Hatton was forced to suck up some rib-bending body shots on his way to claiming wide 119-109 verdicts on all three judges’ scorecards, earning him a match against Mexican Jose Luis Castillo.
The dream showdown was almost scuppered before Hatton climbed into the ring, as Castillo looked simply dreadful gaining a split decision win over Hernan Ngoudjo on the undercard.
But their respective victories led Castillo’s promoter Bob Arum to announce a deal has been done for the fight, which will take place back in Las Vegas on a date to be confirmed in June.
Hatton said: “If you want to watch a chess match then De La Hoya versus Mayweather is the one to see. But if you want to see two guys knock the hell out of each other, come and watch us.
“It will be an honour to share the ring with Jose. You only become a great fighter if you share the ring with other great fighters, and that is exactly what Jose is.”
Hatton had found the previously unbeaten Urango a tougher challenge than expected on his big Las Vegas debut, and was troubled by hurtful shots to the body in both the fifth and ninth rounds.
Although his magnificent upper body movement gave him the clear edge throughout, there were also signs of his notorious junk food diet taking its toll on his stamina reserves in the later rounds.
Hatton had started well, immediately settling into a comfortable rhythm and fending off the constantly advancing Colombian with nice left uppercuts and a crunching deep right to the ribs in round three.
But as the rounds wore on Hatton raised fears of a recurrence of a training injury to his right bicep as he used that hand more sparingly the deeper he was drawn into an attritional contest.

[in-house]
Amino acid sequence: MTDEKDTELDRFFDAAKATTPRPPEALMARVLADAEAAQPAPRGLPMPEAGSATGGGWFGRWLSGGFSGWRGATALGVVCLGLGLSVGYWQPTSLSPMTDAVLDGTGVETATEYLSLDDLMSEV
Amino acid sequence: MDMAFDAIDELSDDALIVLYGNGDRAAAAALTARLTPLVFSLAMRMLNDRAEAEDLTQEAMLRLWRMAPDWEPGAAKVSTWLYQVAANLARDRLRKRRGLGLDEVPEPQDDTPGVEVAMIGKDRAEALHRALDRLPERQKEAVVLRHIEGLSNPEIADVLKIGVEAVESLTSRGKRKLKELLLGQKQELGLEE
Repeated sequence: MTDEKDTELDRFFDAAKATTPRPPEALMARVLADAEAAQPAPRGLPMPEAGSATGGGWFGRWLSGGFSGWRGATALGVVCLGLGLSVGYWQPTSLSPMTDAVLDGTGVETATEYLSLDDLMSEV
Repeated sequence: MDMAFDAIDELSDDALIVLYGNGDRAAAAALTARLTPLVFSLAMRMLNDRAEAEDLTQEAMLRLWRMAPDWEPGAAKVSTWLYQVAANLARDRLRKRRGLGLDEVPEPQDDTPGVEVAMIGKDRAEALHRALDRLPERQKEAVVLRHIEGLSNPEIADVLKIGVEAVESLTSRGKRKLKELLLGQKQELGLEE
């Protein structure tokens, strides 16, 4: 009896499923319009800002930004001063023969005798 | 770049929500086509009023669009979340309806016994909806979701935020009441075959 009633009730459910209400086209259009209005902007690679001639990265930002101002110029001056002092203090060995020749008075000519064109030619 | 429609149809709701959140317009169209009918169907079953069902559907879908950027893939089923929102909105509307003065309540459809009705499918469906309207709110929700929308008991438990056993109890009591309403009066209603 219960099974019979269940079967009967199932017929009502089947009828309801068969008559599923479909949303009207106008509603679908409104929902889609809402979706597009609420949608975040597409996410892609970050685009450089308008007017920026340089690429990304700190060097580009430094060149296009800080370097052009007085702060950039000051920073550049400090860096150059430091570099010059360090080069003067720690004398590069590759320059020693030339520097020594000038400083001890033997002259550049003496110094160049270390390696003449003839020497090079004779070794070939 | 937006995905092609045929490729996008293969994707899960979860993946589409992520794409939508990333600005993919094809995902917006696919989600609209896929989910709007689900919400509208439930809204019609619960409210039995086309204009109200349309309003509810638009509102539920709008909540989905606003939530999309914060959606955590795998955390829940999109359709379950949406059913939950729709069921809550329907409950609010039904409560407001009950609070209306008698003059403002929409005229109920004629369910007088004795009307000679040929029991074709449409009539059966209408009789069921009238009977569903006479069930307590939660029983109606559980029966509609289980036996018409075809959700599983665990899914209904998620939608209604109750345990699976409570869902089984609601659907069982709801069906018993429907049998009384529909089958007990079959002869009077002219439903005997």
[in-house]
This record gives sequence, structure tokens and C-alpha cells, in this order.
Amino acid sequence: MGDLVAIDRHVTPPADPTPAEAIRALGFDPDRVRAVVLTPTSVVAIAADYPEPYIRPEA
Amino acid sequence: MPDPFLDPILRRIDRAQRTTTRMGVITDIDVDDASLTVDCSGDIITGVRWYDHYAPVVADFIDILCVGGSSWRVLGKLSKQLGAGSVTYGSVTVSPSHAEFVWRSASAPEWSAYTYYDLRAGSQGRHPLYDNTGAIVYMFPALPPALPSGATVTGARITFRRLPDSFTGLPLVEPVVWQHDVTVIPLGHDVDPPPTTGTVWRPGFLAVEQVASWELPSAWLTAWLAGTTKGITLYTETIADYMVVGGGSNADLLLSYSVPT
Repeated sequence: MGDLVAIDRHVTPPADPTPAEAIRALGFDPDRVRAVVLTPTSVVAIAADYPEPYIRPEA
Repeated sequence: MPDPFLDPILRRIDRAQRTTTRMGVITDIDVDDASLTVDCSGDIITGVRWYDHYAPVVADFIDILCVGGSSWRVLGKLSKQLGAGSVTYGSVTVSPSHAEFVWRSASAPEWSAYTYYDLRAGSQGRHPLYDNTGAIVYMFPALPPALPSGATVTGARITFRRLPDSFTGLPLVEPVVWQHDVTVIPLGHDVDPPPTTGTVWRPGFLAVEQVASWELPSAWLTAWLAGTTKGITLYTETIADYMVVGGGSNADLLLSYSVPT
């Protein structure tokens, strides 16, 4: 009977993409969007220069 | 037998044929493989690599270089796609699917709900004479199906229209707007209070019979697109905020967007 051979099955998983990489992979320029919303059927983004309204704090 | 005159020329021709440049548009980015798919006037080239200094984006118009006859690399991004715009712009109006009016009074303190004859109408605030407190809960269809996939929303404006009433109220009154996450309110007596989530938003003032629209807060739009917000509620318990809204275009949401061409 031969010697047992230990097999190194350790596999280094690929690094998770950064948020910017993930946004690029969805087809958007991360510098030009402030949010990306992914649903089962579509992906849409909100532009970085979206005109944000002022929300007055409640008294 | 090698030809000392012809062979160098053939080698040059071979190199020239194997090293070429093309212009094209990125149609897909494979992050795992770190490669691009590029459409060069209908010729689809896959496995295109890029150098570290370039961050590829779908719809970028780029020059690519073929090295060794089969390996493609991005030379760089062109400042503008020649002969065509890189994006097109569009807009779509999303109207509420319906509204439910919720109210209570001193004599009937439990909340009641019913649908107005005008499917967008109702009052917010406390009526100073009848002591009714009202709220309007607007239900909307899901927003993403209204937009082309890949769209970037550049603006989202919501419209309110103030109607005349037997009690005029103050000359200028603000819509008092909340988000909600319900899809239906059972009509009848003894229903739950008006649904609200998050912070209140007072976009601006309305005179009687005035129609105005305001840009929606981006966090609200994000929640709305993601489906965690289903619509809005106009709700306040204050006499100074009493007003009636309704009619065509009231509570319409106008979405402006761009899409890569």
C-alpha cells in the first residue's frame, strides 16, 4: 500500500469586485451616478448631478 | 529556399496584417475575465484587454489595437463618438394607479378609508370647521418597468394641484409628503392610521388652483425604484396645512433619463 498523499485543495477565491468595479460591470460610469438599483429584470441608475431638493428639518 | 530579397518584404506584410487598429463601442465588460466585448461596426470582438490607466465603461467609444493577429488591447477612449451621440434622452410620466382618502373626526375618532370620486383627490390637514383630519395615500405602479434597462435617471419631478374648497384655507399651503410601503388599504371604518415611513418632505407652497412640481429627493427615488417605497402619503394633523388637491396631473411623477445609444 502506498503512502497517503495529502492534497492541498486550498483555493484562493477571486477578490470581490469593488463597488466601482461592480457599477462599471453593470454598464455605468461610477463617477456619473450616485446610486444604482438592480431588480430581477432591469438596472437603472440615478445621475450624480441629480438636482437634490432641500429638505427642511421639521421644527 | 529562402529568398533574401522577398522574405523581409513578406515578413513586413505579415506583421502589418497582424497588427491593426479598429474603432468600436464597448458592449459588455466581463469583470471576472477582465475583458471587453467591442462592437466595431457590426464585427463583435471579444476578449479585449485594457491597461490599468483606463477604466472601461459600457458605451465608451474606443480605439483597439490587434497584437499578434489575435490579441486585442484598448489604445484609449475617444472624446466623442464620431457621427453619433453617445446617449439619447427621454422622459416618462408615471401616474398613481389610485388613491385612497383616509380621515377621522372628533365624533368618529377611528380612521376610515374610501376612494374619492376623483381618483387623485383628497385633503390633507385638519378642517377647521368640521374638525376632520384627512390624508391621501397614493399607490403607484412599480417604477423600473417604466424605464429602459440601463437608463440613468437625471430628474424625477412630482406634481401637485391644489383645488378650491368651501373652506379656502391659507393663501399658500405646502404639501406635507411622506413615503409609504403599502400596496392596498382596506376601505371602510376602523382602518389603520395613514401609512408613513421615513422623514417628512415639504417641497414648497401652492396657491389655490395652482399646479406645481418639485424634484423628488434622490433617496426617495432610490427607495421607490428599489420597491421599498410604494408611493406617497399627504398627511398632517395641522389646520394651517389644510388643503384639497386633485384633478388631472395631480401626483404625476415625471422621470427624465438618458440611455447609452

Later Hatton shrugged off those concerns, insisting the tactic was simply a method of blocking Urango’s own body shots, one of which clearly caused problems when it found its target in round five.
He said: “Urango is definitely the best body puncher I have ever faced and sometimes the best way to deal with that was to smother him instead of trying to be a hero.
Hatton, who maintained he still had stamina to spare, showed hints of tiredness in the later rounds, particularly in the ninth, when he was caught with another sharp shot to the body.
But he pronounced himself “reasonably happy” with his performance, which may have lacked the sparkle to match this city’s neon towers, but prepared him well for his meeting with Castillo.
Hatton added: “Everybody is always going to judge me against the Kostya Tszyu fight but not all fights can be like that. I would give myself seven out of 10 for that performance.”
Hatton only saw glimpses of Castillo’s desperate struggle to see off Cameroonian Ngoudjo while he was warming up for his main event, but must have relished what he did see.
Castillo looked a shadow of the man who had engaged in two wild brawls with Diego Corrales as his first fight at the 140lb limit almost turned into a disaster. Looking listless throughout, and twice embarrassingly wobbled by seemingly innocuous Ngoudjo jabs, Castillo won 115-113 verdicts on two cards while judge Chuck Giampa scored the same for Ngoudjo.